White House press secretary Sarah Sanders finally held a press briefing after more than 46 days of avoiding the lectern. But it was just to a roomful of kids.
Sanders held a kids-only “press briefing” as part of Take Our Daughters and Sons to Work Day at the White House. Her own three children joined her, and Vice President Mike Pence even swooped in to field some questions too.
The children who attended asked Sanders questions such as “What kind of ice cream does Trump like?” (He likes vanilla and chocolate.)
Authorities in Sri Lanka have lowered the death toll in a spate of Easter bombings by more than 100, saying the difficulty in identifying body parts at blast scenes led to the earlier inaccurate number.
The new number of people killed was 253, down from an earlier total of 359, the health ministry said in a statement on Thursday.
“Many of the victims were badly mutilated … There was double counting,” it said, adding the lower toll was reached once all autopsies were completed and cross-referenced with DNA samples.
OVER THE LAST few months, David Cohen, a Comcast executive who oversees the telecom giant’s lobbying operation, has cut big checks to Republican candidates while pushing to advance his company’s regulatory agenda.
On Thursday afternoon, however, Cohen will open his Philadelphia home to host Joe Biden, helping the Democratic former vice president kick off his bid for the White House.
Biden, who announced his bid for the Democratic presidential nomination Thursday morning, has depicted himself as the party’s standard bearer. But he’s planning to roll out his campaign at an event filled with others like Cohen, namely GOP donors and corporate lobbyists.
Like other Democratic candidates, Biden is launching his presidential bid with a pledge to reject federal lobbyist cash. But the lobbyists attending his Thursday fundraiser are either unregistered or registered with state entities, not the federal system. As The Intercept previously reported, Democratic contenders Beto O’Rourke, Kamala Harris, and Cory Booker have all leveraged the same loophole to collect cash from corporate interests while pledging to eschew funding from federal lobbyists.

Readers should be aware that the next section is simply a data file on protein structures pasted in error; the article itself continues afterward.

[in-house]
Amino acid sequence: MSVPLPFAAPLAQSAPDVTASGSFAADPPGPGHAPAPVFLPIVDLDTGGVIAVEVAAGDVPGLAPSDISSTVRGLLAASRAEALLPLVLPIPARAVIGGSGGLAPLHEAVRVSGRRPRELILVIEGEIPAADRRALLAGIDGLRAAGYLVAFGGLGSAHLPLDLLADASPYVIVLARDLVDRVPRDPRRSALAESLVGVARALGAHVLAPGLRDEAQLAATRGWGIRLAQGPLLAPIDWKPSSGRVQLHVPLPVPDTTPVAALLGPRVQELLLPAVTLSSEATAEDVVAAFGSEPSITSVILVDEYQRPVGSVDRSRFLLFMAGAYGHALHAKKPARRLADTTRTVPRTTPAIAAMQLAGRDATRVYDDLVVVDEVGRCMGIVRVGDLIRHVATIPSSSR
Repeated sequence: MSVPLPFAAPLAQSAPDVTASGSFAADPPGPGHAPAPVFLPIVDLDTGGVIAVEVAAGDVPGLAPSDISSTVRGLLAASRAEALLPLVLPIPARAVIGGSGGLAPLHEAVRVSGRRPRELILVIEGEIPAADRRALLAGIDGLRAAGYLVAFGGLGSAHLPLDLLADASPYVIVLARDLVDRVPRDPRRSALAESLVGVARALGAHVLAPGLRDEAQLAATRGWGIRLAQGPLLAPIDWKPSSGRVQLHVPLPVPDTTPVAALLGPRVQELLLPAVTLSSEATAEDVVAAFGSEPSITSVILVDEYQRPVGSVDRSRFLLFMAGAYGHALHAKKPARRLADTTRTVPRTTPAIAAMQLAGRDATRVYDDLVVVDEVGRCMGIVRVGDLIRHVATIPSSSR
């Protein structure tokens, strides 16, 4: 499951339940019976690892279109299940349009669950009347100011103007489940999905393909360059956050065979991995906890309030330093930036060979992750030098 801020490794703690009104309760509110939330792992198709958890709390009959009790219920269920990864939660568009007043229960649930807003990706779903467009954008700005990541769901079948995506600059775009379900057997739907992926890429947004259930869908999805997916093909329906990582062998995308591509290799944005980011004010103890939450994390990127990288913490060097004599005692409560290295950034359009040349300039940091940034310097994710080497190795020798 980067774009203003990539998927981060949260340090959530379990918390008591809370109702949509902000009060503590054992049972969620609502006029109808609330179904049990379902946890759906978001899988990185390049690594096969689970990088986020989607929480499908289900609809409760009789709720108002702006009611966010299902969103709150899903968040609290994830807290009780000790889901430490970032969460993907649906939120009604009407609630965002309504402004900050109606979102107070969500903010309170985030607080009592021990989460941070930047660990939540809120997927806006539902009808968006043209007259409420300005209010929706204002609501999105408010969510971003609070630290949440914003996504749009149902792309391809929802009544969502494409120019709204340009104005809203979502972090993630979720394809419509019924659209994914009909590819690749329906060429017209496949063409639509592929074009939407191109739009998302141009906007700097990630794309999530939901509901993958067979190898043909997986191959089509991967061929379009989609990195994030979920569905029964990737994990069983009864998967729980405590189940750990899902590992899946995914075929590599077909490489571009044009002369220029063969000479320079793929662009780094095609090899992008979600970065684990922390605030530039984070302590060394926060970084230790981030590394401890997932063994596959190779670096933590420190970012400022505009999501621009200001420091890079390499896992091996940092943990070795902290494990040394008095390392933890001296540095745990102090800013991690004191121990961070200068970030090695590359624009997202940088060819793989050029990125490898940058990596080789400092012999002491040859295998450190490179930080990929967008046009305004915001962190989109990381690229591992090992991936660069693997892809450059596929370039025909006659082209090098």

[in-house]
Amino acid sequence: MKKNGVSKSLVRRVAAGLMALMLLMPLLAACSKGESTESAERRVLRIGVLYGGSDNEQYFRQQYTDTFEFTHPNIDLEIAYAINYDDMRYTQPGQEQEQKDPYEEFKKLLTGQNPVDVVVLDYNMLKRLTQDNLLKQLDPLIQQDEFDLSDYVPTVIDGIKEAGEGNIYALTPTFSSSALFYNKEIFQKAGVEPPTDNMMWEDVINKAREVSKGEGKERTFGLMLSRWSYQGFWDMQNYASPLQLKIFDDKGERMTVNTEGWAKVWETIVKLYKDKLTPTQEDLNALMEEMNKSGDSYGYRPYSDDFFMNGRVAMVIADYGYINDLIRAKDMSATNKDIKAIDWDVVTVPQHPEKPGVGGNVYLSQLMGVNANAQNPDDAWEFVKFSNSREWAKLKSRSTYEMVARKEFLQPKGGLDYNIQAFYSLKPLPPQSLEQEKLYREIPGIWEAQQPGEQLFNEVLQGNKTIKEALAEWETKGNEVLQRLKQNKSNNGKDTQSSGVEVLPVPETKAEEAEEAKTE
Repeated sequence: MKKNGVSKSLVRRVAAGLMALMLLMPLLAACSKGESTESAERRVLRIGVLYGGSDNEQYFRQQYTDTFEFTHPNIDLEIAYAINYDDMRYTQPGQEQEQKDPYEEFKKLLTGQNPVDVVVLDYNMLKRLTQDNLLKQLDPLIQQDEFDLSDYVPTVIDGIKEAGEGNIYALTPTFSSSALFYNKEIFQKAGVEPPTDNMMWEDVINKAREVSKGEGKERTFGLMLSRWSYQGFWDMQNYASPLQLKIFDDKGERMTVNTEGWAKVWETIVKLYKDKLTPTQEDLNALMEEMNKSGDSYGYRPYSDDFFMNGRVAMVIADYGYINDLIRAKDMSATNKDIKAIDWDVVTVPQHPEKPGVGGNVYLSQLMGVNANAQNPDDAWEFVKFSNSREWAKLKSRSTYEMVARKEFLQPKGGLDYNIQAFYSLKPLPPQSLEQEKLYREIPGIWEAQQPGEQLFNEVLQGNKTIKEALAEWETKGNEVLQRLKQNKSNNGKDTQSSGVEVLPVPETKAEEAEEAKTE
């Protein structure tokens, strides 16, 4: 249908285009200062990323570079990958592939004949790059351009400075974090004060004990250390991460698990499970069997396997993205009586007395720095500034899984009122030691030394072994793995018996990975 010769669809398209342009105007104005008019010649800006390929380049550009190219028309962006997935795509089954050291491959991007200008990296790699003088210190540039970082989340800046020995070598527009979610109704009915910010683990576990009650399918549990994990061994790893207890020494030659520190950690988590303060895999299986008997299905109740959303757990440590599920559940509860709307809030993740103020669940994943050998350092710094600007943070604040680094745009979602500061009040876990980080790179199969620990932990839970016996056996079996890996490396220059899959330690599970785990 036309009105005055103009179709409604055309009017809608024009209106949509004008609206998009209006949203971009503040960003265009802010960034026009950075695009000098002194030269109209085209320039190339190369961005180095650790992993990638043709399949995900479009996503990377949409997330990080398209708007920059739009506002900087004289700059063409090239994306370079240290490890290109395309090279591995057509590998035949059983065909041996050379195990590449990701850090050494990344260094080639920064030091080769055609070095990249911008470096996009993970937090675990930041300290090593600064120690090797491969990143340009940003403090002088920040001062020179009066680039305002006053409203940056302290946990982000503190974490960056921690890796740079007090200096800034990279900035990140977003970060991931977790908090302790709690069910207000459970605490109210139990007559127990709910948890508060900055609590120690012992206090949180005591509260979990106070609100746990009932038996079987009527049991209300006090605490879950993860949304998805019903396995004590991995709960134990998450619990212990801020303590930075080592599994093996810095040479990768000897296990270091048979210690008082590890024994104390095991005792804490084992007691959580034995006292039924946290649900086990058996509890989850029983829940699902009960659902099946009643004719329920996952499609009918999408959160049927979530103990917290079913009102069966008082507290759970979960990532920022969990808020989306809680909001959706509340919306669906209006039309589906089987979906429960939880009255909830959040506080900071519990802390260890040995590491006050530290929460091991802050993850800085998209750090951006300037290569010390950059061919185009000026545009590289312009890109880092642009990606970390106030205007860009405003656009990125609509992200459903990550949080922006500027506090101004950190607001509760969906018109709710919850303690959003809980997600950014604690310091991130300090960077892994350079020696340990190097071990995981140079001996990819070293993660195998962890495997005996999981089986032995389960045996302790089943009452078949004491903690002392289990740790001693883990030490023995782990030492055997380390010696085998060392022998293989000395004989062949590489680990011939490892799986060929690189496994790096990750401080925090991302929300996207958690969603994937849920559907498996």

Navy SEALs who witnessed their platoon chief commit war crimes in Iraq were encouraged not to speak out, and told they could lose their jobs for reporting him at a private meeting with a superior officer last year, according to new reports from The New York Times. A confidential Navy criminal investigation obtained by the Times reveals that the commandos saw Special Operations Chief Edward Gallagher stab and kill an unarmed teenage captive, shoot to death a young girl and old man, and fire indiscriminately into crowds of civilians. But when the men on Gallagher’s team called a private meeting with their troop commander and demanded an investigation, they were told to stay quiet on the matter, and no action was taken. The group of seven SEALs eventually were able to force an investigation, and Chief Edward Gallagher was arrested in September on more than a dozen charges, including premeditated murder and attempted murder. The court-martial centers on a charge that Gallagher stabbed to death a teenage member of the self-proclaimed Islamic State while the unarmed youth was being treated by a medic. The trial begins May 28. If convicted, Gallagher could face life in prison. We speak with Pulitzer Prize-winning journalist and national correspondent for The New York Times Dave Philipps. His latest piece is headlined “Navy SEALs Were Warned Against Reporting Their Chief for War Crimes”